In letters to District Attorney Nico LaHood and Texas Attorney General Ken Paxton, Pelaez accused developer Matt Hiles of lying to the city in a 2016 affidavit that maintains no endangered species would be harmed when building the Northwest San Antonio complex.
Hiles' attorney, Bebb Francis, was unavailable for immediate comment.
"I believe the information provided was not only inaccurate but demonstrably false," wrote Pelaez, whose district includes the development. "Deliberate misrepresentations on these types of documents may lead to criminal liability up to and including a felony."
The city last month ordered work to stop on the project over concerns about its paperwork, but by that time crews had already bulldozed 38 acres of trees at the site. The U.S. Fish and Wildlife Service told the city that it's investigating whether Hiles violated the Endangered Species Act.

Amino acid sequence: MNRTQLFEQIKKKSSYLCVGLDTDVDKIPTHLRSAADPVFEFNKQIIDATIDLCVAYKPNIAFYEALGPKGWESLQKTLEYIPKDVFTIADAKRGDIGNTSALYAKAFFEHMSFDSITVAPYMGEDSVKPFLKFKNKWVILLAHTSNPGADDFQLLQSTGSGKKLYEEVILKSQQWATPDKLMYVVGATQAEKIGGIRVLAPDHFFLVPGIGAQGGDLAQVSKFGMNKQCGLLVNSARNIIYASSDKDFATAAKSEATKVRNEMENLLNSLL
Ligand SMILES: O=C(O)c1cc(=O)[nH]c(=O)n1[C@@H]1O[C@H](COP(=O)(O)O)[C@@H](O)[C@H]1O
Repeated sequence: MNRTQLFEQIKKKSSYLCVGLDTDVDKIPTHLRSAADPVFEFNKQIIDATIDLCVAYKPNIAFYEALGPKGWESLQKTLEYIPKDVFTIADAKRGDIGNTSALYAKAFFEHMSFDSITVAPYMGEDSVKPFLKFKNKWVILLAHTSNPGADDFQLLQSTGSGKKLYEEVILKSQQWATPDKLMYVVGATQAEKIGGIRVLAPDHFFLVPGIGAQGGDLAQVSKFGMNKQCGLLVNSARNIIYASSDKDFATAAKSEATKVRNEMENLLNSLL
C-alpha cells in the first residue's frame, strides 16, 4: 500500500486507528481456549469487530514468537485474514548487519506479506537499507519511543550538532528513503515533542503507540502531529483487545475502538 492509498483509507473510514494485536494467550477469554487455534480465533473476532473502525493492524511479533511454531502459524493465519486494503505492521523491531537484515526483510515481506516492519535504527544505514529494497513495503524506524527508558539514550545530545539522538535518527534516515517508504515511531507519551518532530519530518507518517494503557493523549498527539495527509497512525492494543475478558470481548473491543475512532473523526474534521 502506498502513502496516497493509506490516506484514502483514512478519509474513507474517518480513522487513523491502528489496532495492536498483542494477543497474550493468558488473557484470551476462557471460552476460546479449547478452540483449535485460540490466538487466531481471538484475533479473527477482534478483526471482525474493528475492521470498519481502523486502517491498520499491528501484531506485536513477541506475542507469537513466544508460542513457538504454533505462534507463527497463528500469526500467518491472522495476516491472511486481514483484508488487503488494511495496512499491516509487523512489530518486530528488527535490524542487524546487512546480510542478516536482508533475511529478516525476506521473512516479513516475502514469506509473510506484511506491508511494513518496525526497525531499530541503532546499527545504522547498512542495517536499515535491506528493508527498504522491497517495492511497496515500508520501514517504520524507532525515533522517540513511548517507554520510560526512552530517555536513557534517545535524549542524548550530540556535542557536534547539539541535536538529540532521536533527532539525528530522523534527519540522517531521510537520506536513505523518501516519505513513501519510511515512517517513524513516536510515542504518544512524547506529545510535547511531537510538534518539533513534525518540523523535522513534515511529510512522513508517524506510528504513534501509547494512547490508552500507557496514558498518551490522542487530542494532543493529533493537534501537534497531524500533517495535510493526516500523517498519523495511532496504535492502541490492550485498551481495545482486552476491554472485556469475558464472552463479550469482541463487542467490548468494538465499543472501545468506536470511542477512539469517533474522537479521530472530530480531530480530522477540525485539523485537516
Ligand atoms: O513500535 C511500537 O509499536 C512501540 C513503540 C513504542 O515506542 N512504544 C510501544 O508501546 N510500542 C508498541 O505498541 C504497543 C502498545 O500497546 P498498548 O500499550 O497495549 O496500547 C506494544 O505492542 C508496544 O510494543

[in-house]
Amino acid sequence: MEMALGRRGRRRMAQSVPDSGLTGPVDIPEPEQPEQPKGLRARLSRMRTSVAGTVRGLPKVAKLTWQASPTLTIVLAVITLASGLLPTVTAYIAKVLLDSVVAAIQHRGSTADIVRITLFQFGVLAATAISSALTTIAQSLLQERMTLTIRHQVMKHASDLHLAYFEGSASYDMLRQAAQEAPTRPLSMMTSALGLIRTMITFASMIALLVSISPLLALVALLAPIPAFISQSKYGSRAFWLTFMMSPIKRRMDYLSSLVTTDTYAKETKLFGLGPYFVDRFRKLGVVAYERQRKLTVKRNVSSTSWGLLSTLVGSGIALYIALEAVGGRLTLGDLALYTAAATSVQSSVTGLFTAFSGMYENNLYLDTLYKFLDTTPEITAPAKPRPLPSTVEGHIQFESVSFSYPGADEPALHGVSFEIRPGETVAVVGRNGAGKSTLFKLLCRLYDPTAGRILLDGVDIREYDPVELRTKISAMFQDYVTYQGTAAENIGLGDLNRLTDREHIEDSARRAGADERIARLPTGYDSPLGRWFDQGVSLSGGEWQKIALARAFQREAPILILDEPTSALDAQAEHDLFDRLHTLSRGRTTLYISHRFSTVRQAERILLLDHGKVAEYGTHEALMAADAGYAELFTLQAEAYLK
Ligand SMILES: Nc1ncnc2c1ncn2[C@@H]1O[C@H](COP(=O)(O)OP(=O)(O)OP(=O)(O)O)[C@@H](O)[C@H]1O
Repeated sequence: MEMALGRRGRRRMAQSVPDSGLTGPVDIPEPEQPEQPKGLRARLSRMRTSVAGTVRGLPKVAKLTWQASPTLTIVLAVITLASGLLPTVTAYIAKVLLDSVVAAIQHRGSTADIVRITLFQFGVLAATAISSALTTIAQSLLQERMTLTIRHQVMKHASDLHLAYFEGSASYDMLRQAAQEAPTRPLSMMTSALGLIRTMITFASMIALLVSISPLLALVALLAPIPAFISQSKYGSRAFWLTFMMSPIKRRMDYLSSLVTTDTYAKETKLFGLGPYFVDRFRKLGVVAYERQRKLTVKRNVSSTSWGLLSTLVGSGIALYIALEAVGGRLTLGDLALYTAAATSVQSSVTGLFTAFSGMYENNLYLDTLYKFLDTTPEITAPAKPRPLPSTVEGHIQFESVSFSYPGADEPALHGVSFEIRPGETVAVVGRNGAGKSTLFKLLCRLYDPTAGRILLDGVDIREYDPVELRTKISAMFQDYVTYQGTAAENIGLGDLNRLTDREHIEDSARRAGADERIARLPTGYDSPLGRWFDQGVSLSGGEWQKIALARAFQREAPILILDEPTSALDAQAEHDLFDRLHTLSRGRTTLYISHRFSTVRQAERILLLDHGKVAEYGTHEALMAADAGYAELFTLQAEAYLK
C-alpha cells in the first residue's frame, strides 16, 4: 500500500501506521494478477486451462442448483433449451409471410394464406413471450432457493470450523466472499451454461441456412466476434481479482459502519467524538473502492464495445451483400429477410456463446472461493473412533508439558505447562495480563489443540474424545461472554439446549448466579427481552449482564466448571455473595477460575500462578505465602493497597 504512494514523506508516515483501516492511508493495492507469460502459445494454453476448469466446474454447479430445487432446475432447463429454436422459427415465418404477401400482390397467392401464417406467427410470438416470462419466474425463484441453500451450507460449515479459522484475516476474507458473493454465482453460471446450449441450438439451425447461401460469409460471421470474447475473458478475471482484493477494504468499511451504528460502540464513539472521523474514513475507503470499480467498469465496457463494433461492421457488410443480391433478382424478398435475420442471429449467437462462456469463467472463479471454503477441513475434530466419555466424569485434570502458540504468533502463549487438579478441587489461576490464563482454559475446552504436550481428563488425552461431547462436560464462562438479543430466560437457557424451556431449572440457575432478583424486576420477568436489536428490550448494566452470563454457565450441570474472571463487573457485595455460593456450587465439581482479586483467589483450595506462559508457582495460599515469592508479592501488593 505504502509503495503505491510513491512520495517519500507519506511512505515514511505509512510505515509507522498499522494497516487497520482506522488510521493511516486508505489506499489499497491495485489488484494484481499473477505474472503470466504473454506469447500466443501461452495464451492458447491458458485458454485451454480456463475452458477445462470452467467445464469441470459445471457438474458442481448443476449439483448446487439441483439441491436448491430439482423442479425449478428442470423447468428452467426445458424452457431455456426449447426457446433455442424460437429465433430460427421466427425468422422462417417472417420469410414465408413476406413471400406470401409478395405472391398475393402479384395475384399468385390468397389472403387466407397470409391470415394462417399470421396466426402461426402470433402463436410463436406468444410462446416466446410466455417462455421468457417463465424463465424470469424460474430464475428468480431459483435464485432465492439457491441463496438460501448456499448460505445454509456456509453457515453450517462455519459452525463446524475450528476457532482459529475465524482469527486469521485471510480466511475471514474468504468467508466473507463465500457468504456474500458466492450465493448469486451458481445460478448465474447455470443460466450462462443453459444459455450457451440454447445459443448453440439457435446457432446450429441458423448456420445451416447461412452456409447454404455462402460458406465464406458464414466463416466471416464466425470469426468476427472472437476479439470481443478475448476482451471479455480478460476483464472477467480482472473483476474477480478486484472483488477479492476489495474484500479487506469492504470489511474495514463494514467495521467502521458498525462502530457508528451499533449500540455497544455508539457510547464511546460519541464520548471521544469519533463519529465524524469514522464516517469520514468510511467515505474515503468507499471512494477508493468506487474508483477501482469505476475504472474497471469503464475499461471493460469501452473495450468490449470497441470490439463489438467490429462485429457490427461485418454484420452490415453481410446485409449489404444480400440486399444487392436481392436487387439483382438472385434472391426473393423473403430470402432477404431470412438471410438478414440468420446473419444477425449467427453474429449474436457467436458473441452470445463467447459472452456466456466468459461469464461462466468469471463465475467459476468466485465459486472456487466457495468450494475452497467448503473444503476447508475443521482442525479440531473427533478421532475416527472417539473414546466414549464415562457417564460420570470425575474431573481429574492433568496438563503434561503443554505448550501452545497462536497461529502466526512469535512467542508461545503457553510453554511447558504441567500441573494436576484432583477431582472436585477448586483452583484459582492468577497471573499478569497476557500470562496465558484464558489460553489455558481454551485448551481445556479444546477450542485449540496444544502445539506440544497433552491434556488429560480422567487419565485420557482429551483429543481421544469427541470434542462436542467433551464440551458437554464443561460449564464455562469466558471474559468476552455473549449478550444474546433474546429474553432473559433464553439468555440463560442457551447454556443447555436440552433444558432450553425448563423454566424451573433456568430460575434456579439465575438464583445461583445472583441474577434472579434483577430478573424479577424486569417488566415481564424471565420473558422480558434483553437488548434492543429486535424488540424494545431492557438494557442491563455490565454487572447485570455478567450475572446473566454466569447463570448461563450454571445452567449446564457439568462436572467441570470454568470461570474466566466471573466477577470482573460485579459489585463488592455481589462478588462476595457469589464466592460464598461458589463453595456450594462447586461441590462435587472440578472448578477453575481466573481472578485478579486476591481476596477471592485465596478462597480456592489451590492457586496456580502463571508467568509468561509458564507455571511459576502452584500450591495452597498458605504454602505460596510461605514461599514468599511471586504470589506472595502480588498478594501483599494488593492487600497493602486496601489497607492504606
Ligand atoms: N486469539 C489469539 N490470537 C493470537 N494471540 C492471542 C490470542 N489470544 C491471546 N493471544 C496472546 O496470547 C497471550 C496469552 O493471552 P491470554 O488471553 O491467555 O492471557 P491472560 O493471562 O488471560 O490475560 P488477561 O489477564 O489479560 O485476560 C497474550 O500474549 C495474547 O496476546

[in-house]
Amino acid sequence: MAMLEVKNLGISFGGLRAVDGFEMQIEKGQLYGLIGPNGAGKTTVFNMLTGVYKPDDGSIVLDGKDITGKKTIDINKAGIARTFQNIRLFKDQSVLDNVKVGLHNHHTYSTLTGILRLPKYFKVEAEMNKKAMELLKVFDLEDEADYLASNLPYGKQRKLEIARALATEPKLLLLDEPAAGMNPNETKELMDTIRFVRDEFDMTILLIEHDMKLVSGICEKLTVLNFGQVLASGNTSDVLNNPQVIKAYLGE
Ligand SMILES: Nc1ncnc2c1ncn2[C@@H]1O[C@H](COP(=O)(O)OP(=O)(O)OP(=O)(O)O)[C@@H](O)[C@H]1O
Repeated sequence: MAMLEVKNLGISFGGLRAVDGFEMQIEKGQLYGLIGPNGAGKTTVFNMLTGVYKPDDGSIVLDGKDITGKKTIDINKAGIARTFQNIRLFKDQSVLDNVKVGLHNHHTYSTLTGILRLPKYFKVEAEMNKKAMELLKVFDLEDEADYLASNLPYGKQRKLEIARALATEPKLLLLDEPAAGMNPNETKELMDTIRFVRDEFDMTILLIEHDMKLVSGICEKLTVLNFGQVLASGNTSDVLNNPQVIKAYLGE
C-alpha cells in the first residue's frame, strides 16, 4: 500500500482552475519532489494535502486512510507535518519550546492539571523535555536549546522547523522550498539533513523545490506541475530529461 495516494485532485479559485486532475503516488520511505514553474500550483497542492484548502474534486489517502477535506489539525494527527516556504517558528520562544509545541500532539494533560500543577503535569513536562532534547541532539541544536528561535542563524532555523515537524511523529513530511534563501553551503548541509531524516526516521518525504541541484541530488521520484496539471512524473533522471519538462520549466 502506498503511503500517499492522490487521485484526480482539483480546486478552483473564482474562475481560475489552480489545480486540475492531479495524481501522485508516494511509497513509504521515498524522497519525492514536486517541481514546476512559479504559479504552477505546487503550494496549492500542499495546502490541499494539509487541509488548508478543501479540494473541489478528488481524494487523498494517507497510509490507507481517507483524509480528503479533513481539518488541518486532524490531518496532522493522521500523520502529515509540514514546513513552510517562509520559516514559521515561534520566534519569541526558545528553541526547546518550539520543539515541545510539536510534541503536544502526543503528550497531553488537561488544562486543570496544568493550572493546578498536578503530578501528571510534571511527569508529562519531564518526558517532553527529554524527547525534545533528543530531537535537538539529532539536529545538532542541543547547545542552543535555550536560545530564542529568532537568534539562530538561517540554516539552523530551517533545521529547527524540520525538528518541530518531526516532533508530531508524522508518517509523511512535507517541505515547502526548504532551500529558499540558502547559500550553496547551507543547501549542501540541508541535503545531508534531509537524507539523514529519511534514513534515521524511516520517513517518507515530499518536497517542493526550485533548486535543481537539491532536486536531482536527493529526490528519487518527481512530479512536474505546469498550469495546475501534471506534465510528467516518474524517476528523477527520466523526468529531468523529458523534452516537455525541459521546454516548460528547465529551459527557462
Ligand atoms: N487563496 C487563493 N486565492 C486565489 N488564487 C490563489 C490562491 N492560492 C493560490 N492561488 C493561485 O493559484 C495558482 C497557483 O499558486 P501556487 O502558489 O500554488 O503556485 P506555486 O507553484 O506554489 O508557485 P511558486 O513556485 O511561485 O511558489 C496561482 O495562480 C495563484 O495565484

Pelaez said the destruction of the green space is a potential black mark the next time federal authorities weigh whether to downsize nearby Camp Bullis. The Army installation relied on the trees to keep endangered species of birds and insects from moving onto the base.
What's more, Pelaez has received an earful from nearby residents outraged by the
"I've never had anything like this in the year I've served (on council)," Pelaez said. "I've never had this many of my constituents so apoplectic and angry."
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